The IHT considered delaying the verdict against Saddam for two weeks, but abruptly reversed itself and issued the decision on the weekend before elections in the United States. These mid-term elections are widely regarded as a referendum on the Bush Administration’s policies in Iraq and Republicans are on the ropes in many races. U.S. and Iraqi officials deny that the timing was deliberate.
The question of whether this verdict will incite more violence in Iraq remains to be seen. However, since the country is already for all intents and purposes in the throes of a civil war, it is likely to lead only to further recriminations on both sides rather than an all-out conflagration. Prime Minister Nouri al-Maliki claims that the verdict closes the chapter on the Saddam era, and will allow the country to move forward united. While his hopes are laudatory, they are fundamentally misplaced.
Saddam and his trials are not what the fighting is about. The trials are a sideshow to the real question of who will control Iraq or its sub-parts. When the British established the country from the ashes of the Ottoman Empire, welding together the Kurdish Mosul province with the Sunni Baghdad province and the Shi’ite Basra province, they disregarded the animosity each of the three groups harbored toward one another. Successive hard-line strongmen provided the necessary glue to hold Iraq together, very similar to the method employed in Yugoslavia. But when that glue is removed, the country’s natural tendency is to fly apart into its constituent units, just as in the case of Yugoslavia. Saddam’s trial has no more bearing on this process than the trial of Tito would have had for the Yugoslavs or that Milosevic ultimately did — Yugoslavia is still disintegrating, with Montenegro leaving Serbia last summer and Kosovo to follow.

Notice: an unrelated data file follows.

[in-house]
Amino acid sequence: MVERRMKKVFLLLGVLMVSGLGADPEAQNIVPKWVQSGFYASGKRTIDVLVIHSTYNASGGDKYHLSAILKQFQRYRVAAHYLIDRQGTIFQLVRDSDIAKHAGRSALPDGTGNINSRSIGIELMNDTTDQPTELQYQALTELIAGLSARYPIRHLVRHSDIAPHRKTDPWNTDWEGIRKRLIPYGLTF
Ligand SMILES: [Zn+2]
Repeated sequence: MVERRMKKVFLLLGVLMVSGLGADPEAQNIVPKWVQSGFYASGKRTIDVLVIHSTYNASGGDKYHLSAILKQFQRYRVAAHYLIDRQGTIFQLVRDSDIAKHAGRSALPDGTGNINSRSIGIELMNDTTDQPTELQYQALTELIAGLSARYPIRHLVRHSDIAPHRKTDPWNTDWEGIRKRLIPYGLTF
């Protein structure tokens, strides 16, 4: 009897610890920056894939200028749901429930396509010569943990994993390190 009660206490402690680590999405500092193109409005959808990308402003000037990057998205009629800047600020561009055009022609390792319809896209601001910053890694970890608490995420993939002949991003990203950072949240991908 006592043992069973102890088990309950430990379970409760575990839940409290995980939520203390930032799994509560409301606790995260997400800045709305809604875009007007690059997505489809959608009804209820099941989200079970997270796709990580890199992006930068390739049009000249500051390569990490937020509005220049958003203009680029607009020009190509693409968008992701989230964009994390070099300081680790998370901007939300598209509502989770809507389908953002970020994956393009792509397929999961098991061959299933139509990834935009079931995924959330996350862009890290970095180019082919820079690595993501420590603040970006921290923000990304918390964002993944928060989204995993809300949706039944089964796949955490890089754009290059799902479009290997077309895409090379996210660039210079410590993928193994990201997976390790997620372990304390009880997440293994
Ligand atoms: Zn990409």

What Saddam’s trial can do, however, is to contribute to the growing jurisprudence on genocide. It is much more important for the development of this area of law that Saddam’s current trial for the Anfal campaigns against the Kurds and the upcoming one on the gassing of the town of Halabja continue unabated. President Talabani, a Kurd himself, should stay the execution of Saddam until the completion of those two trials.
The resounding elimination of sovereign immunity as a defense for crimes of genocide must be more firmly established within international law and domestic law, and verdicts on this point are of much greater importance than the first trial. The main reason that the Dujail trial went first was the high quality of irrefutable evidence. Posthumous trial in absentia would weaken the impact of those genocide cases. Thus, I hope that Chairman Kosachev is right and Saddam's sentence will be stayed at least through the next two trials. Not for Saddam’s sake, as he deserves the death penalty many times over. But for the sake of the law.
Michael J. Kelly is Professor of Law at Creighton University School of Law in Omaha, Nebraska. He is author of Nowhere to Hide: Defeat of the Sovereign Immunity Defense for Crimes of Genocide & the Trials of Slobodan Milosevic and Saddam Hussein (Peter Lang 2005) with a foreword by Desmond Tutu, winner of the 2006 Book of the Year Award from the U.S. National Chapter of L’Association Internationale de Droit PÃ©nal.